How well do individuals predict their future life satisfaction? Evidence from panel data following a nationwide exogenous shock
AbstractUsing German panel data, we investigate how well individuals predict their own future life satisfaction. The context is the decade following the 1990 reunification of Germany, which provided a large shock to the future prospects of the inhabitants of the former East Germany. We find that the majority of East Germans significantly overestimated the satisfaction gains from reunification in the years immediately after transition, but by 1994 had converged on correct aggregate expectations. Some evidence of micro-heterogeneity in the prediction errors is found by age and education. For West Germans, we find some initial over-optimism, although less than for East Germans.
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Bibliographic InfoArticle provided by Canadian Economics Association in its journal Canadian Journal of Economics.
Volume (Year): 42 (2009)
Issue (Month): 4 (November)
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Postal: Canadian Economics Association Prof. Steven Ambler, Secretary-Treasurer c/o Olivier Lebert, CEA/CJE/CPP Office C.P. 35006, 1221 Fleury Est Montréal, Québec, Canada H2C 3K4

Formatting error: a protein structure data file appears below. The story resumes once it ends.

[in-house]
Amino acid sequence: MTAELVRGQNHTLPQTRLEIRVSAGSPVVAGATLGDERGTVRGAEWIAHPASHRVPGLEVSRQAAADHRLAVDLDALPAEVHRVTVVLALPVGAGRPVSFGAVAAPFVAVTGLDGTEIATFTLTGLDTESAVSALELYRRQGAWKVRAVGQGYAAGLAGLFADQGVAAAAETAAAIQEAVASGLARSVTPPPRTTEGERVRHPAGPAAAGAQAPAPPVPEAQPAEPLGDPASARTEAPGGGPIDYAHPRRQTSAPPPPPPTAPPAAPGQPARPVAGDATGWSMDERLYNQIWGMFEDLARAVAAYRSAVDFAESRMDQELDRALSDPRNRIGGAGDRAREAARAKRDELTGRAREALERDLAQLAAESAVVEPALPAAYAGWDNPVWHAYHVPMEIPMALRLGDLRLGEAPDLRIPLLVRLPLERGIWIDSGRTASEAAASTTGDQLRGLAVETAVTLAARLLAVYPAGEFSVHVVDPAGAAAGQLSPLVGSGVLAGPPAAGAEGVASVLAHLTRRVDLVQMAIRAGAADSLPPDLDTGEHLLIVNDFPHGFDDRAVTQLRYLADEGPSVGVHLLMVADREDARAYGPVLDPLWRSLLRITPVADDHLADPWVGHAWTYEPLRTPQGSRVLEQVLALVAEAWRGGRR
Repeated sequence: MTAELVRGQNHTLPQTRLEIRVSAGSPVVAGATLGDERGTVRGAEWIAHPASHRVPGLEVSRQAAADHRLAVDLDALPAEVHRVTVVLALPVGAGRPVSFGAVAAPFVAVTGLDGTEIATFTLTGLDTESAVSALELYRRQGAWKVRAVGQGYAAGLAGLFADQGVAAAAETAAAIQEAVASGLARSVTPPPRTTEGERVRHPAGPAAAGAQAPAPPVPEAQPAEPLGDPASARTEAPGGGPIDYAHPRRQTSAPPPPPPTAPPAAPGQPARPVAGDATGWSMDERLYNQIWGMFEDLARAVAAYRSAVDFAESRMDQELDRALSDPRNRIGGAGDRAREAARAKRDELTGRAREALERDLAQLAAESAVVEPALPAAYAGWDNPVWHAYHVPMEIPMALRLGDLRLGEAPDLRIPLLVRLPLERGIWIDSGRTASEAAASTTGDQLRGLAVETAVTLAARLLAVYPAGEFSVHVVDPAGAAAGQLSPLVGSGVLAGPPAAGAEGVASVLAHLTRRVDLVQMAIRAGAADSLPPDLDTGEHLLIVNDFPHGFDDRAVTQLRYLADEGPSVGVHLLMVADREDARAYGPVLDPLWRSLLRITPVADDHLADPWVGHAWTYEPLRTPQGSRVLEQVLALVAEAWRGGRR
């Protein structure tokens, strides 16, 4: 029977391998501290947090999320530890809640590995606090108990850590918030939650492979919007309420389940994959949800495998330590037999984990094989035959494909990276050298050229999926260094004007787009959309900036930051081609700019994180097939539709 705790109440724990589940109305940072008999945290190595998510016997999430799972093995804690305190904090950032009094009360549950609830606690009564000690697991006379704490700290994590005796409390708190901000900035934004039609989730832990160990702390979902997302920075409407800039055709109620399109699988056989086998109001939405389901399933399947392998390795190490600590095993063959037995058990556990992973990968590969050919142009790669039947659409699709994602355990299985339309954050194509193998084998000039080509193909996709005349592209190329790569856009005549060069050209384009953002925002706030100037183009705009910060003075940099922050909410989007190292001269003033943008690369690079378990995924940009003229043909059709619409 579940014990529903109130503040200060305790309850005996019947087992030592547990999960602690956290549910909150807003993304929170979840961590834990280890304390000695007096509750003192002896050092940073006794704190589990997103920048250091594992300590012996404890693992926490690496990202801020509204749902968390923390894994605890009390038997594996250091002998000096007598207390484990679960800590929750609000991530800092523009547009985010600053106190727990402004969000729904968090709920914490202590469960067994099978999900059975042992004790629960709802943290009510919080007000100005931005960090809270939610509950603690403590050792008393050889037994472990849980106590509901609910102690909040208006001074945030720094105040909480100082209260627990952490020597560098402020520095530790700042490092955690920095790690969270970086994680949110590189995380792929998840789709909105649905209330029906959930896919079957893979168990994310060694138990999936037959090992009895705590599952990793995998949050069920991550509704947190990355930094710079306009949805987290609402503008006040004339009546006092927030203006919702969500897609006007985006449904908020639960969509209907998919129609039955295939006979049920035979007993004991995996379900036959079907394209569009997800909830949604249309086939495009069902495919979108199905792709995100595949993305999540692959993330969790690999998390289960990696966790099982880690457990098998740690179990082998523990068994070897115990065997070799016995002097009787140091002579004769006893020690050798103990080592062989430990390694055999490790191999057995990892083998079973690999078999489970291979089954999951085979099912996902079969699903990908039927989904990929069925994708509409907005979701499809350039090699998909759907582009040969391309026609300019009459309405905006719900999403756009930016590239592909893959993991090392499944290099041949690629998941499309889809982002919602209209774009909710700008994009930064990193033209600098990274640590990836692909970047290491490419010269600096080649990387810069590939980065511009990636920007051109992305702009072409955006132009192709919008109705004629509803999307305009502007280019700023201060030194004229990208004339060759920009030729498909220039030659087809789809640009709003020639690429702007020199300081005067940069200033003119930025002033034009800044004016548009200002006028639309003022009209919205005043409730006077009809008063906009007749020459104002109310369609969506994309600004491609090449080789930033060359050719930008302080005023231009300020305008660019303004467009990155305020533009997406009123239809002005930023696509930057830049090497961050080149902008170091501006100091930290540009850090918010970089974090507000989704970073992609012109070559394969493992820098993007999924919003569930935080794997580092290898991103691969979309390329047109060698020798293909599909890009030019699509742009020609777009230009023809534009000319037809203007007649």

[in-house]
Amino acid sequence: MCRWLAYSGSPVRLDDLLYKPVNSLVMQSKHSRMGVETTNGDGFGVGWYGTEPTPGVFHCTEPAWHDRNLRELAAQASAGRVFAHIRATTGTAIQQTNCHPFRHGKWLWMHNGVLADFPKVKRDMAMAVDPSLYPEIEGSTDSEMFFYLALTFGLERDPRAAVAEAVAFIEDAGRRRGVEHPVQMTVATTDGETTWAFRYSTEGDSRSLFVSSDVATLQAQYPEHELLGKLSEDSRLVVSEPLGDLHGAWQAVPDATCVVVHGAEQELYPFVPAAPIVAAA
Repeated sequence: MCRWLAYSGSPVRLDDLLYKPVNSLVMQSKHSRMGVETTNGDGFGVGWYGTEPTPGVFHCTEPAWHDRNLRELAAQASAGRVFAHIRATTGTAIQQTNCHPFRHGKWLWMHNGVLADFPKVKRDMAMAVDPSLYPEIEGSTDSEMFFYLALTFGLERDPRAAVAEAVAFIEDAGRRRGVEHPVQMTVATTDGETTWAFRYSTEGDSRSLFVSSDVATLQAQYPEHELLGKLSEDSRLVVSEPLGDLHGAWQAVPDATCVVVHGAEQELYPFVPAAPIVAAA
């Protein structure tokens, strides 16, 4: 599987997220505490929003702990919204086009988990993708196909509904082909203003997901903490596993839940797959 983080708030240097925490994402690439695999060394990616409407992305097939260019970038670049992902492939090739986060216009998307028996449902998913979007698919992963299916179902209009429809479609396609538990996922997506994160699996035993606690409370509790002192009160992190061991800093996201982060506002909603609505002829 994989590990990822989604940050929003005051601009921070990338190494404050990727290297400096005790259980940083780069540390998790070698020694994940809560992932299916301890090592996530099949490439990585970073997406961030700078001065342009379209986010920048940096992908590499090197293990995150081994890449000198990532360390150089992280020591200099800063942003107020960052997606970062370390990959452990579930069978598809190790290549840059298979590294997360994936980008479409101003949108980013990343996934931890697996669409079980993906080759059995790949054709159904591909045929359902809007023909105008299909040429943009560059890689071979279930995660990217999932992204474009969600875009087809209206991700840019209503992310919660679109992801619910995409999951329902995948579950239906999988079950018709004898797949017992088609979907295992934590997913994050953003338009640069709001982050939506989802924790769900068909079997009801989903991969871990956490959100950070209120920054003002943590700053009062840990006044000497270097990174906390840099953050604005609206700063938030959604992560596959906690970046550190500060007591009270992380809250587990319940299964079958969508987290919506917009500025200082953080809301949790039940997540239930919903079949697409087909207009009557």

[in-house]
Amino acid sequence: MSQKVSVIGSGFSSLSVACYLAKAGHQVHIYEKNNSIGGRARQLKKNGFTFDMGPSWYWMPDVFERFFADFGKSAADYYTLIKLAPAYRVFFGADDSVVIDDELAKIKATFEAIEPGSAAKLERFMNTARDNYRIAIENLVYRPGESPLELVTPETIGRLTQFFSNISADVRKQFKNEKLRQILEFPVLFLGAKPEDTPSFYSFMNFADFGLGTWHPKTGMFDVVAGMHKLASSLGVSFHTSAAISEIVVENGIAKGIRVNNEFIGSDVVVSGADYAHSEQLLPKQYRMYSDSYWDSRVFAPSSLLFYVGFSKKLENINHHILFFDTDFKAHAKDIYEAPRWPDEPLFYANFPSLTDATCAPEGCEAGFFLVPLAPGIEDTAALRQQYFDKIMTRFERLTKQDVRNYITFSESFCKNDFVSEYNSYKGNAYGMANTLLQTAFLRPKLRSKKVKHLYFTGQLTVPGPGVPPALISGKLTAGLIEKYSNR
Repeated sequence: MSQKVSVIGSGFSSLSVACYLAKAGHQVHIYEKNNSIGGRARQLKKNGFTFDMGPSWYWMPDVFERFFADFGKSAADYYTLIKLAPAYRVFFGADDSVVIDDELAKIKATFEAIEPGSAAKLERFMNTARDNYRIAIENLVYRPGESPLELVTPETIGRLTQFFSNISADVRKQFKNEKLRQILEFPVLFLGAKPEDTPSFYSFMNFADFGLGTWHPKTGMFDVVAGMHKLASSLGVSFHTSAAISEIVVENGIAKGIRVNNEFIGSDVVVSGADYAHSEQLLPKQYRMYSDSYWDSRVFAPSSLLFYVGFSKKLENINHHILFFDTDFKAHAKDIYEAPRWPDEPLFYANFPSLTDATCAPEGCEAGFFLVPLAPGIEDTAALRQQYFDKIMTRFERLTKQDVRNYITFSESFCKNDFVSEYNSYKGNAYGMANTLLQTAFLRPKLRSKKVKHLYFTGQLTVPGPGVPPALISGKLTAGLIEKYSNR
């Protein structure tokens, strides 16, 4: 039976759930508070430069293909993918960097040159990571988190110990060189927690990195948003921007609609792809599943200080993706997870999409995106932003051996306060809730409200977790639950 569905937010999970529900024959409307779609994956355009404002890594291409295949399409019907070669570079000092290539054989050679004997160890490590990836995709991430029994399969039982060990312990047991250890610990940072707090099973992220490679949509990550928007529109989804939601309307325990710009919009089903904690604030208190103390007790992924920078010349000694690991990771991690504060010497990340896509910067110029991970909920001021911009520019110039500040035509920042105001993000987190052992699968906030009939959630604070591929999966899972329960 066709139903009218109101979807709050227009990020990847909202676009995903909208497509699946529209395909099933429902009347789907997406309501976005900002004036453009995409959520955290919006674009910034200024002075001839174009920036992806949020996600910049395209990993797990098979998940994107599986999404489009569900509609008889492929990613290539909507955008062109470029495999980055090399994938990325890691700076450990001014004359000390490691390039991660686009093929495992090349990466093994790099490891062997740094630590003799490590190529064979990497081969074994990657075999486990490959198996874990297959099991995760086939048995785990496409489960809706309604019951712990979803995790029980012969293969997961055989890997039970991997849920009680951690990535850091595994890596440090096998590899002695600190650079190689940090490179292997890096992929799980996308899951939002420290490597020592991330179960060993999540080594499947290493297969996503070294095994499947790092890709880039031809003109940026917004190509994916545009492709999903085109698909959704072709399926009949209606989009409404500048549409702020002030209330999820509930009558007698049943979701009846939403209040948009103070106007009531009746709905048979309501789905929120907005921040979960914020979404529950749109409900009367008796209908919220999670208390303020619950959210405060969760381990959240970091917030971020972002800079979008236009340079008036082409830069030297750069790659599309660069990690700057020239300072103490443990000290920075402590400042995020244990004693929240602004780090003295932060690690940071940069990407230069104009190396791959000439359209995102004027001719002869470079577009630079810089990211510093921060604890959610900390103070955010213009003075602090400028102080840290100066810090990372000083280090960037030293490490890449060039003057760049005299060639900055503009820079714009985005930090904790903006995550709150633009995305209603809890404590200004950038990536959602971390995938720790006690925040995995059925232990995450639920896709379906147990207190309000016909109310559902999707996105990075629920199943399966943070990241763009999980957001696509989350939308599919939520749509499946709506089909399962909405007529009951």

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Find related papers by JEL classification:
- C23 - Mathematical and Quantitative Methods - - Single Equation Models; Single Variables - - - Models with Panel Data; Longitudinal Data; Spatial Time Series
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- I31 - Health, Education, and Welfare - - Welfare and Poverty - - - General Welfare
- Z1 - Other Special Topics - - Cultural Economics
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- Marcus Klemm, 2011.
"You Don‘t Know what You‘ve got till It‘s Gone! Unemployment and Intertemporal Changes in Self-Reported Life Satisfaction,"
Ruhr Economic Papers
0297, Rheinisch-Westfälisches Institut für Wirtschaftsforschung, Ruhr-Universität Bochum, Universität Dortmund, Universität Duisburg-Essen.
- Marcus Klemm, 2011. "You Don't Know What You've Got till It's Gone!: Unemployment and Intertemporal Changes in Self-Reported Life Satisfaction," SOEPpapers on Multidisciplinary Panel Data Research 421, DIW Berlin, The German Socio-Economic Panel (SOEP).
- Michael Kind & John P. Haisken-DeNew, 2012.
"Sons' Unexpected Long Term Scarring Due to Fathers' Unemployment,"
Melbourne Institute Working Paper Series
wp2012n21, Melbourne Institute of Applied Economic and Social Research, The University of Melbourne.
- Michael Kind & John P. Haisken-DeNew, 2012. "Sons‘ Unexpected Long Term Scarring due to Fathers‘ Unemployment," Ruhr Economic Papers 0375, Rheinisch-Westfälisches Institut für Wirtschaftsforschung, Ruhr-Universität Bochum, Universität Dortmund, Universität Duisburg-Essen.
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